“A pan-European constituency is detrimental to Flanders and European democracy”

2 May 2022
Geert Bourgeois

The N-VA delegation in the European Parliament opposes a proposal on a new electoral law. This proposal aims to achieve a degree of harmonisation, but above all, an EU-wide constituency for 28 additional MEPs, to be elected on transnational electoral lists. “There is no such thing as a large federal constituency anywhere in the world. This is also at odds with the ‘unity in diversity’ that we should cherish and will only widen the gap between citizens and the EU,” says N-VA delegation chair Geert Bourgeois.

Citizens alienated from the EU

Transnational lists distort the most fundamental democratic legitimacy, namely the link between elected representatives and their constituencies, the citizens who know them. “The European Union does not consist of a single ‘demos’, but of different ‘demoi’,” argues Geert Bourgeois. “Citizens will not know most of the candidates from the other Member States, will not speak their language, will not be able to follow and assess them or enter into debate with them. That is how citizens become alienated from the EU. It will weaken the bond between MEPs and voters and damage confidence in the EU.”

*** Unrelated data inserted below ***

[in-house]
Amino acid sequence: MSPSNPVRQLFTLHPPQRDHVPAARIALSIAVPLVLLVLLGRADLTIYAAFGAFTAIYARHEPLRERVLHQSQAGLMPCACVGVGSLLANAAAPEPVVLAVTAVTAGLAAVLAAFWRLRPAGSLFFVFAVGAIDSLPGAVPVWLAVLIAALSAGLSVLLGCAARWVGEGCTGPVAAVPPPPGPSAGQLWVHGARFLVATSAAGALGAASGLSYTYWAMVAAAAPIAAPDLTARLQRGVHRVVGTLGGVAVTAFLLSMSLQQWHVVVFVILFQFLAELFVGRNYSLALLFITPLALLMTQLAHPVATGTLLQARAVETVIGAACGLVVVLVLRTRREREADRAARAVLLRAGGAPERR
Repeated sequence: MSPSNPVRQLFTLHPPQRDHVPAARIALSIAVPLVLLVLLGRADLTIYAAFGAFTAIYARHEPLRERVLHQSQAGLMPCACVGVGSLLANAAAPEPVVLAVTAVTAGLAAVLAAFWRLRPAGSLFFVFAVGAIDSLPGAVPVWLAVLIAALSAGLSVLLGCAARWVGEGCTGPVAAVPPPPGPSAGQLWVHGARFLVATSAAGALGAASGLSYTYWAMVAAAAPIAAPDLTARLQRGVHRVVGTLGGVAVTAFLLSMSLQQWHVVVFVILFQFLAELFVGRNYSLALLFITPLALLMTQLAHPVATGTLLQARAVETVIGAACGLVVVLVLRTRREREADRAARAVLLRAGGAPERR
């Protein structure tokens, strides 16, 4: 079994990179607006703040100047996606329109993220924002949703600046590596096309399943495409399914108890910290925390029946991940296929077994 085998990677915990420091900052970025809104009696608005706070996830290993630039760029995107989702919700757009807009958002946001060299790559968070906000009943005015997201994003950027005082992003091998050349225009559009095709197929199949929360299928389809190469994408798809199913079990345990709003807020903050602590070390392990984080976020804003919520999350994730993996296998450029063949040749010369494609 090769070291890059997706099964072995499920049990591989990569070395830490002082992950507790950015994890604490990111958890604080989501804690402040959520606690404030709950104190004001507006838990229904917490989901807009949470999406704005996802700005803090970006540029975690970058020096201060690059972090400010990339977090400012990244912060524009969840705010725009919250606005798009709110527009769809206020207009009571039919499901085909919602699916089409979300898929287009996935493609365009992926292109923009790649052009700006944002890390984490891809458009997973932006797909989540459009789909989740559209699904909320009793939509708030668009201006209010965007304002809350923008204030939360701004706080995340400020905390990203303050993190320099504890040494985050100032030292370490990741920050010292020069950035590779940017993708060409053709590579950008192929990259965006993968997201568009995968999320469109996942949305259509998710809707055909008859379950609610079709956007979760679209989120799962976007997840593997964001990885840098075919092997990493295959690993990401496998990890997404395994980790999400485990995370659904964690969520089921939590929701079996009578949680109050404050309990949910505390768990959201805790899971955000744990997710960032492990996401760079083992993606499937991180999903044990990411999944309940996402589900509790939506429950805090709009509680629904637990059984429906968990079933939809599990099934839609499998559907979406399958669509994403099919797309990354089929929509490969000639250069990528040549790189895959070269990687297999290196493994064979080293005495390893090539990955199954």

Institutional balance threatened

There is a desire for the transnational lists to be headed by a candidate for President of the Commission. The intention is clear: to take the first step towards a European “presidential” system. This threatens the institutional balance.


A federal state with federal electoral districts is unprecedented worldwide: people everywhere (Switzerland, USA, Germany, Canada, etc.) vote per state. “The diverse, national dynamics in which people vote for their trusted national parties, according to the electoral traditions of the individual Member States, must be preserved. This ensures more involvement in the elections,” Geert Bourgeois says.

A European constituency on top of national constituencies creates first-class and second-class MEPs. There is also a risk that candidates and party leaders of large Member States will take the largest number of votes and seats. The fear is that candidates from smaller Member States will not get elected.

Finally, Article 4 of the Treaty states that the EU must respect the basic political and constitutional structures of the Member States, including those for regional self-government. How can one candidate for Belgium per list be reconciled with the existence of three constituencies?

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